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Bees are in trouble. The major pollinator of our fruit, vegetable and nut crops, they are also responsible for such agricultural staples as alfalfa, canola and sunflower. What role can states and provinces play in helping save the population of their — and the continent’s and the world’s — pollinators?
The region’s legislators explored this question in July during a session of the Midwestern Legislative Conference Agriculture and Natural Resources Committee meeting, and learned how one state, Minnesota, already took significant steps in 2014.
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For farmers and ranchers, the promise of “big data” to vastly improve operations is hard to ignore. Take, for example, the idea of “prescriptive production.” By merging a decade’s worth of fertilizer, climate and yield data with advanced soil maps and existing conditions, a producer can make more-informed management decisions — down to the fertilizer used and seeds planted on each acre of land. Evidence shows that this approach can increase yields by between 10 and 25 percent.
“Big data” is the term applied to the sorting and processing of enormous quantities of data. And the ability to crunch massive amounts of data may be as important to the future of food production as the development of the tractor was for 20th-century agriculture.
But it is also hard to ignore the myriad policy and privacy issues arising from increased use of “big data.”

The CSG West Agriculture and Rural Affairs Committee discussed hemp production and regulation, one of the oldest industries on the planet but only permitted in the U.S. since 1999. Members also considered conservation of water as it relates to agriculture uses.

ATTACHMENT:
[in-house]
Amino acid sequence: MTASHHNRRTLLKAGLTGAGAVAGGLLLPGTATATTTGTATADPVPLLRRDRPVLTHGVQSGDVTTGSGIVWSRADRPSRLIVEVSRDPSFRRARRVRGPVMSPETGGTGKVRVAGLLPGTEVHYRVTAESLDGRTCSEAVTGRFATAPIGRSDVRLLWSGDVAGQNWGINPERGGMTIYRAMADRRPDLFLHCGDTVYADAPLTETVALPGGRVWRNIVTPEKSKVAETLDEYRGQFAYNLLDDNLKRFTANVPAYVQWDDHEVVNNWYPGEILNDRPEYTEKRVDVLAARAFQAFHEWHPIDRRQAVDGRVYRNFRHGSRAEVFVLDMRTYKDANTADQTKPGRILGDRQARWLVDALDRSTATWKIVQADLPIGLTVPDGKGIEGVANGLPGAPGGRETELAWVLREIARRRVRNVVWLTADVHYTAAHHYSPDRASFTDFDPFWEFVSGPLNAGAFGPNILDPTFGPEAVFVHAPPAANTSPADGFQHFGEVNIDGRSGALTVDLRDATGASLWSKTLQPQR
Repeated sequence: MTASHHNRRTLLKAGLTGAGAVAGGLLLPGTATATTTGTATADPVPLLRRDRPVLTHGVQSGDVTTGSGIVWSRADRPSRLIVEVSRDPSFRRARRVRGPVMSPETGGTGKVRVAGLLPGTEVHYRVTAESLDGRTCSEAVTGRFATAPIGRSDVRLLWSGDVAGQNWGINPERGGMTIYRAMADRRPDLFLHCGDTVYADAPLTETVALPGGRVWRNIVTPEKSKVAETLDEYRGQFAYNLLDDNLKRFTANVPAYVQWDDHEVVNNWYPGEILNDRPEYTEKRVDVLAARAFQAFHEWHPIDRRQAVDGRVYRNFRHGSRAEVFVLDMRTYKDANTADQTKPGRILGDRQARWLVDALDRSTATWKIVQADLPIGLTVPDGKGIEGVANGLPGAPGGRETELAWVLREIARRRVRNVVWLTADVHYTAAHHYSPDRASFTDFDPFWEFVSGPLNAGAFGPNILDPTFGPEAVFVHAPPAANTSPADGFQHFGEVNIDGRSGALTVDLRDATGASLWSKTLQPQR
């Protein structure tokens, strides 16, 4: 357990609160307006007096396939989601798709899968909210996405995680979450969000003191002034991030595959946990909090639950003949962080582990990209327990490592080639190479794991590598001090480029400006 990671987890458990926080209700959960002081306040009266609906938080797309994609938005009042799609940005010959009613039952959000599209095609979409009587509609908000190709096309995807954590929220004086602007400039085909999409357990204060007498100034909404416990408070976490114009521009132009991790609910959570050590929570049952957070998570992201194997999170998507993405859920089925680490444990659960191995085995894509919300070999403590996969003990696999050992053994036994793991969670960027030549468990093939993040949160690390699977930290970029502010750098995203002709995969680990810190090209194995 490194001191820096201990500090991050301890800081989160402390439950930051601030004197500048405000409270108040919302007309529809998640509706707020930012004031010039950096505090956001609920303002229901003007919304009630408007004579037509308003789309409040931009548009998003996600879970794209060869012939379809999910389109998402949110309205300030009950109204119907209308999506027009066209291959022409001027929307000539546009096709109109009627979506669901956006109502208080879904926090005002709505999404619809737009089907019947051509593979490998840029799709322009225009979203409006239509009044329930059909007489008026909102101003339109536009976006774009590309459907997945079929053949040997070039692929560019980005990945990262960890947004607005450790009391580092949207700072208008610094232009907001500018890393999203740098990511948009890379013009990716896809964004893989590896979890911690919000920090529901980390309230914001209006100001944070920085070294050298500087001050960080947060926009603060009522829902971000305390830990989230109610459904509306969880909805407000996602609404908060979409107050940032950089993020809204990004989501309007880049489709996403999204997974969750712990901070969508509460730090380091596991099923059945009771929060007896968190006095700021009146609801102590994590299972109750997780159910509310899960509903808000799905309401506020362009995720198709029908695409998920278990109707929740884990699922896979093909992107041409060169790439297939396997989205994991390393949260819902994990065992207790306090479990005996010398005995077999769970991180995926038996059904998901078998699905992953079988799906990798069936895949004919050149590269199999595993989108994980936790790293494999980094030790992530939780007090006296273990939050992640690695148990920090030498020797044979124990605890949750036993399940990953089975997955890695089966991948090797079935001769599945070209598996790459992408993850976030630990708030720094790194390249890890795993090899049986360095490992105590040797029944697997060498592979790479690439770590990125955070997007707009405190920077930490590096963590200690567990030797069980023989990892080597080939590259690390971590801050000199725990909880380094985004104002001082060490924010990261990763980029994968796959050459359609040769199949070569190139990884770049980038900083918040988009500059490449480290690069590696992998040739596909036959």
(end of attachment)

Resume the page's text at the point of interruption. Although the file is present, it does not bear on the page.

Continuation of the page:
SLC's latest Issue Alert examines how, even though the relative importance of agriculture and agriculture-related industries in the overall U.S. economy has diminished in recent years, the sector continues to be a critical component of the nation's gross domestic product (GDP). In 2012, the latest year available, the U.S. Department of Agriculture reported that the sector contributed $775.8 billion toward GDP, a 4.8 percent share; the output of the nation's farms alone totaled $166.9 billion in 2012.

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For the first time, state legislatures are passing measures to require labeling of foods that contain products from genetically engineered crops — part of a recent upswing in food regulation that has producers challenging the rules as unconstitutional.

Vermont has become the first U.S. state mandating the labeling of genetically modified foods. (Laws passed in Connecticut and Maine only take effect if at least four other states adopt similar measures).

In the Midwest, GMO-labeling bills have been introduced in six states. Though none has become law, some of these measures have captured considerable attention, as shown by the large turnout for an informational hearing held earlier this year on Minnesota’s HF 850.